We request funds to purchase a Perkin Elmer Opera LX microscope for fully automated, point-scanning confocal, high-throughput microplate imaging. Conventional inverted and confocal microscopes, plate readers and high-throughput scanners at Vanderbilt University cannot support automated long-term, high-resolution obser- vation of dynamic cellular events such as chemokinesis, chemotaxis and haptotaxis, cell division and differen- tiation, organelle function, receptor and protein trafficking, and apoptosis in large numbers of individual cells. There are no instruments at Vanderbilt comparable to the Opera LX. Key features offered by the Opera LX are the microlens spinning disk confocal microscope with a 10x air objective and 20x and 60x automated water objectives, three lasers and a tunable UV source, IR autofocus, two cameras that enable simultaneous two-color imaging and sequential multicolor imaging, and rapid insertion and XYZ positioning of plates. The dual-core processor allows simultaneous image acquisition and sophisticated processing by multiple users. Most importantly, the Opera can observe in parallel the changes in cellular behavior over hours to days for hundreds of separate populations of live cells maintained in 96 or 384 well plates or custom-fabricated microfluidic devices. This instrument will support a highly collaborative group of 12 major and 14 minor users from 13 departments in the College of Arts &Science and the Schools of Medicine and Engineering. Ongoing, NIH-funded projects by major users that will benefit include research on serotonin protein transporter trafficking;cellular behavior including chemotaxis, haptotaxis, paracrine signaling, and endothelial attachment in structured microenviron- ments;identification and characterization of genome maintenance proteins, the genes that regulate PIP3 pro- duction, and the role of ENOX1 in the morphogenesis of endothelial cells exposed to radiation;and the ability of stem cells to mediate cardiac ischemic injury. Minor projects include receptor trafficking, signaling dynamics, cardiac sarcomere turnover, cell-matrix interactions, and bacterial and viral infectivity. For each project, the requested instrumentation will have an immediate and substantial impact by providing unique new measurement capabilities of the biological phenomena under study. Acquisition and operation of this microscope by the Vanderbilt Institute for Integrative Biosystems Research and Education (VIIBRE) will guarantee user training/support, 24 hour/day 7 day/week access, and instrument maintenance and repair. User fees will cover staff support, service and repair. Other reseachers will be able to use available time. VIIBRE has an outstanding re- cord in developing and delivering advanced microfluidic and microfabrication technologies, electronic instru- mentation, training, and user facilities to over 200 students and faculty at Vanderbilt. Public Health Rele- vance: The proposed state-of-the-art instrument will give researchers a new capability to study processes in development, wound repair, aging, cancer and heart failure that involve complex dynamic intracellular and extracellular signaling networks, thereby improving our ability to maintain health and diagnose and treat disease.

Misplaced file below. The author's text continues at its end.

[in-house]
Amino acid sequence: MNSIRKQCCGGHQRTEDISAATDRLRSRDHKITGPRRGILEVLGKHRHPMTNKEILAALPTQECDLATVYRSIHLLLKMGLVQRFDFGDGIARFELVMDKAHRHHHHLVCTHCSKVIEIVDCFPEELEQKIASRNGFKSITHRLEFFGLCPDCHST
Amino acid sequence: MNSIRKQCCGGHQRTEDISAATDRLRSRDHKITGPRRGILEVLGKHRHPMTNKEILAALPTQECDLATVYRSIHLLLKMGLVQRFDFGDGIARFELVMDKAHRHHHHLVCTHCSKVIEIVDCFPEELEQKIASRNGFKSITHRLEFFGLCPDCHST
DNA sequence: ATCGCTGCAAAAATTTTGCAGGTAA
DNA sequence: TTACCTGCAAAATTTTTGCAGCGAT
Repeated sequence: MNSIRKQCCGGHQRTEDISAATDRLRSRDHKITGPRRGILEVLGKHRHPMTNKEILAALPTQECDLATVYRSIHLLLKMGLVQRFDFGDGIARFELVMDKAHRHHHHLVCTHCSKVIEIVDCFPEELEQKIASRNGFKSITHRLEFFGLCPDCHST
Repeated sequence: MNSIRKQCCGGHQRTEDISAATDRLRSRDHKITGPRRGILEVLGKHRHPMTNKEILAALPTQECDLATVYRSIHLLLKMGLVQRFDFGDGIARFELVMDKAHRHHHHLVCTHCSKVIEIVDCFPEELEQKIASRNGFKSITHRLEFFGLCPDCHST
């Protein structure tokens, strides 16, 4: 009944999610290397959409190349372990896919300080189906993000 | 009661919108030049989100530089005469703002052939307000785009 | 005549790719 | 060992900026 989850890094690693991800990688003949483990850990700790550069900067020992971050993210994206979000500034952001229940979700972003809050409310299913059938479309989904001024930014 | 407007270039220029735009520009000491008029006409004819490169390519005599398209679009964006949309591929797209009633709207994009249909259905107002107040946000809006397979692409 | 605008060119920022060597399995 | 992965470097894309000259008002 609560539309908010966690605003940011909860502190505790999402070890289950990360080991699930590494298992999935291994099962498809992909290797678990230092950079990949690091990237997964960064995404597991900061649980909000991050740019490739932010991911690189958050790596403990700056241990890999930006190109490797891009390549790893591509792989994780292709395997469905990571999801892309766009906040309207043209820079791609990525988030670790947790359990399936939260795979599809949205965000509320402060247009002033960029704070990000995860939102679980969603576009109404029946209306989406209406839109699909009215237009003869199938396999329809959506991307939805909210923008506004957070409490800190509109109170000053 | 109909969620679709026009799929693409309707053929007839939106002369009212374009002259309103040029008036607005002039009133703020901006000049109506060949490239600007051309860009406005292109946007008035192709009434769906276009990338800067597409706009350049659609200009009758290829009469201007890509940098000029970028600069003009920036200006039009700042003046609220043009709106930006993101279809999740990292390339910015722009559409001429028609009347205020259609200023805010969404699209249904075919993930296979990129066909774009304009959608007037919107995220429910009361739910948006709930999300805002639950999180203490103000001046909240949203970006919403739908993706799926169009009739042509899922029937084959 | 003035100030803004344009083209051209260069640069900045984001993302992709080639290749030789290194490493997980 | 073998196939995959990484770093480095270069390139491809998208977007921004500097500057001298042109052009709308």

National Institute of Health (NIH)
National Center for Research Resources (NCRR)
Biomedical Research Support Shared Instrumentation Grants (S10)
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Special Emphasis Panel (ZRG1-IMST-A (30))
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Levy, Abraham
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Vanderbilt University Medical Center
Schools of Arts and Sciences
United States
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